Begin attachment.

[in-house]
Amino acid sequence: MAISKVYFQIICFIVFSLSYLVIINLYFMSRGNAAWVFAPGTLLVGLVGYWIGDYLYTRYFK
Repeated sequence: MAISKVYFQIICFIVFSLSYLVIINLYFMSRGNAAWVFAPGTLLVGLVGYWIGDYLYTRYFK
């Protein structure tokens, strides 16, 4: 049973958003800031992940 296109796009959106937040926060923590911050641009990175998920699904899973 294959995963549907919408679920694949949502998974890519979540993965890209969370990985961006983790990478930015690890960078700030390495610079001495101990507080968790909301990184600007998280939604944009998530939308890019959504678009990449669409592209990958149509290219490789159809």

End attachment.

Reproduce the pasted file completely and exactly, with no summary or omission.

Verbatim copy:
[in-house]
Amino acid sequence: MAISKVYFQIICFIVFSLSYLVIINLYFMSRGNAAWVFAPGTLLVGLVGYWIGDYLYTRYFK
Repeated sequence: MAISKVYFQIICFIVFSLSYLVIINLYFMSRGNAAWVFAPGTLLVGLVGYWIGDYLYTRYFK
């Protein structure tokens, strides 16, 4: 049973958003800031992940 296109796009959106937040926060923590911050641009990175998920699904899973 294959995963549907919408679920694949949502998974890519979540993965890209969370990985961006983790990478930015690890960078700030390495610079001495101990507080968790909301990184600007998280939604944009998530939308890019959504678009990449669409592209990958149509290219490789159809």